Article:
Thursday, March 19, 2009
Happy Belated St. Patrick's Day!
Anyone who knows me knows I love all things Highland. I also have a fondness for the beauty of Ireland. It seems like God was in an amazingly good mood when he was making that whole Scottish and Irish area. The lush green hills and beautiful mountains, everything about the entire area is mysterious, melancholy and ultimately beautiful. Don't even get me started on the castles. I could spend months and months just touring the castles and be perfectly, wonderfully happy.
Even their heathen rituals and Celtic gods and whatnot are fascinating. Compare, if you will, the festivals of harvest and plenty they have in those places as opposed to the grotesque celebrations (for the exact same things, mind you) of the native Indians of South America. Between ritualistic sacrifice, barbaric music, dances and customs, I don't know exactly how much beauty (not the kind that's in the eye of the beholder), but real dictionary beauty there is to be seen there. I agree that the ruins must be fascinating and the old landmarks amazing, but that's about it.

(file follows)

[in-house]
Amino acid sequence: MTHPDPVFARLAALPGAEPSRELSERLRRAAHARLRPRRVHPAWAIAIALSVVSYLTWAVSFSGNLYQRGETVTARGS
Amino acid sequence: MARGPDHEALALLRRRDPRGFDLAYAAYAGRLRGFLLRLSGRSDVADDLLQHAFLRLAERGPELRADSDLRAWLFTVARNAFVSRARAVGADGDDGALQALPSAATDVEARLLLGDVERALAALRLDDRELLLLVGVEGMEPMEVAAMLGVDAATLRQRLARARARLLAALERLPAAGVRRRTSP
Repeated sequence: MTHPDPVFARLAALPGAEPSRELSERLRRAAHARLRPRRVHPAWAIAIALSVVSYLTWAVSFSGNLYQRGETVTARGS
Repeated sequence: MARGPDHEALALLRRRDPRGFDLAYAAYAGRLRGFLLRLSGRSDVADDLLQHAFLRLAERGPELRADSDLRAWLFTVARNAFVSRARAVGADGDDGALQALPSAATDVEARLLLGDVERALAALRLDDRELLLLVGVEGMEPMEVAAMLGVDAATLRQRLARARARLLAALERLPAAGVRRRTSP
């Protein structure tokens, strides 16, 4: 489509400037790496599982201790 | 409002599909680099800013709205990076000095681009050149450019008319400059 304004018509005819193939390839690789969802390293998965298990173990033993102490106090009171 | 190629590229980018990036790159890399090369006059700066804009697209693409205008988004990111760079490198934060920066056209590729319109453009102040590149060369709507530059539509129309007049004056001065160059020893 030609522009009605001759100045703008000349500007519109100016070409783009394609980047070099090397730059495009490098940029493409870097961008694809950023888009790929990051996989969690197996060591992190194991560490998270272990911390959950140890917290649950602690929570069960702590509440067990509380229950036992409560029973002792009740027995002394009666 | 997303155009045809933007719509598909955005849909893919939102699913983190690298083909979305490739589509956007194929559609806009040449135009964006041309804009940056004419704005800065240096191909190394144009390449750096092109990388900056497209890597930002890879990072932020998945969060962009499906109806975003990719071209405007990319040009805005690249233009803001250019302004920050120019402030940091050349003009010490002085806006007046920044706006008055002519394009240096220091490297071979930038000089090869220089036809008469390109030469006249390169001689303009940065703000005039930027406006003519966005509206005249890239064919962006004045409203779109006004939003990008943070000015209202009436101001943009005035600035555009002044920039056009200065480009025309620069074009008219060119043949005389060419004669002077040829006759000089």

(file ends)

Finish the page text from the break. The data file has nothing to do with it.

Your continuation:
The Celtic folk music is amazing. I love it. I really do. It's like it hypnotizes me. The combination of notes and instruments, the melodies and dances all take my breath away.
In my humble opinion, a country so blessed with all those things plus - let us not be remiss in forgetting - whiskey and beer, should technically have some really good food as well. I don't really feel that's the case. I could be wrong in assuming that everything they eat is either boiled tastelessly together or cooked in organs, but that's the idea they give me.
During St. Patrick's Day celebrations everyone makes something I find truly heinous: corned beef. It's made with cabbage a lot (ew), I see it in stews and sandwiches and in everything imaginable. But I'm not singling out the Irish here. The Scottish (my people) have some serious issues when it comes to good dining. Haggis is their idea of a happy place, and steak and kidney pie is their hallelujah.
Perhaps when one visits Ireland and Scotland one can live on the view and people alone (and let us not forget all the whiskey our alcoholic hearts could desire), so actual physical sustenance may not be necessary.
I think the point I'm trying to make with my exceedingly long-winded rant is that Irish and Scottish food is yucky.